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I need to find User's local IP. The server is behind a router, so I cannot use any server-side method. I also don't want to use any 3rd party service like http://jsonip.appspot.com/ because I tested it and its server goes down from time to time.

Using Java, I I want to get the IP through something like

<script type="text/javascript">
        function myIP() {
            var yip2 = java.net.InetAddress.getLocalHost();
            var yip = yip2.getHostAddress();
            return yip;
        } //end myIP

        alert("your machine's local network IP is " + myIP())
    </script>

but It's not working. How can I get it work?

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4  
Please do not confuse JavaScript as having anything to do with Java ;) –  akaIDIOT Feb 6 '13 at 11:53
1  
I want to use them both :) Please read here: webdeveloper.com/forum/… –  user1761123 Feb 6 '13 at 11:54
2  
The code snippet you posted indicates that you're confusing the two. I'm not aware of a JavaScript call that gets you the public IP of a user. This will likely involve making a request to an outside source that echoes the requester's IP back to you. That server side could well be written in Java... –  akaIDIOT Feb 6 '13 at 11:59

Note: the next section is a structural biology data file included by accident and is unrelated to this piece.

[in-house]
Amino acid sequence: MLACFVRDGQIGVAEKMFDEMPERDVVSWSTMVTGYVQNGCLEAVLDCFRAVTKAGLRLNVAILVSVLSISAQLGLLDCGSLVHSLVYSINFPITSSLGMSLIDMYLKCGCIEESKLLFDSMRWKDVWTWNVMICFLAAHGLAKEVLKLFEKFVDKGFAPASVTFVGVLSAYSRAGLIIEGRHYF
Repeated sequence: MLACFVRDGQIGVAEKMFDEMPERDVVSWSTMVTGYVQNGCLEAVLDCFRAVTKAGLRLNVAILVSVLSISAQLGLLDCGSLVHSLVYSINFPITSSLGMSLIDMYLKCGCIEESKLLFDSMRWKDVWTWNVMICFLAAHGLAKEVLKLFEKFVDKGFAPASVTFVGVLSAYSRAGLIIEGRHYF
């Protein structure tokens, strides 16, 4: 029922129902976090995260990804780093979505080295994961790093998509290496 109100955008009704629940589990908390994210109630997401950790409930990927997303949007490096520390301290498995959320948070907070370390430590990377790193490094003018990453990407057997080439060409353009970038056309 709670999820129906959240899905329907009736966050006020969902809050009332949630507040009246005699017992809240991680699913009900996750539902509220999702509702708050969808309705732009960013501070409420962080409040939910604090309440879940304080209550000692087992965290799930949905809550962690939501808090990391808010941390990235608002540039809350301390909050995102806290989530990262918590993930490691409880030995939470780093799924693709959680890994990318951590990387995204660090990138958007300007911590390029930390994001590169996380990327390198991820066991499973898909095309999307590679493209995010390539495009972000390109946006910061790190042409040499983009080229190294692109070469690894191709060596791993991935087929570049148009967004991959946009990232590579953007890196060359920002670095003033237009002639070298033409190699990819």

1  
@AndersR.Bystrup how can it be a duplicate of that? i explicitly stated that i cannot use that solution –  user1761123 Feb 6 '13 at 12:09
1  
@user1761123 technically yes. If you use a certified java applet, the client has java plugin installed, and accepts it, you can get the IP. The certification costs like $1000 a year IIRC.. can't find it right now. –  Esailija Feb 6 '13 at 12:10

3 Answers 3

up vote 2 down vote accepted
  1. no server-side
  2. no third-party

Sounds like you are "stuck" with what you have already provided. Your script actually got me curious because on first glance it did seem you were mixing server and client (java and javascript) + all the comments pointed to it. But curiosity is good thing :)

Apparently, though not really reliable you can call Java methods in supporting browsers. Java is client side too (the concept that was lost).

I will copy and paste this, I've never tried (because I've never been limited the same way as you are):

if (java && java.net)
ip = ''+java.net.InetAddress.getLocalHost().getHostAddress();
else ip = 'unknown';

Taken from About.com - which also describes what you need to do to at least give it a chance to work (upload, can't do it from local).


UPDATE:

Forget it. I'm not a java guy (in the first place), as @Esailija has noted, the script above will not (no longer) work:

2.1.5 Deprecated Functionality: the Global Packages, java and netscape Keywords

The Mozilla family of browsers has historically provided support for access to the Java language from JavaScript even on web pages that don't contain Java applets. In this browser family, there are global java, netscape and Packages keywords available to JavaScript code which allow calling static methods, accessing static fields, and creating new instances of Java classes in similar fashion to the per-applet Packages keyword above.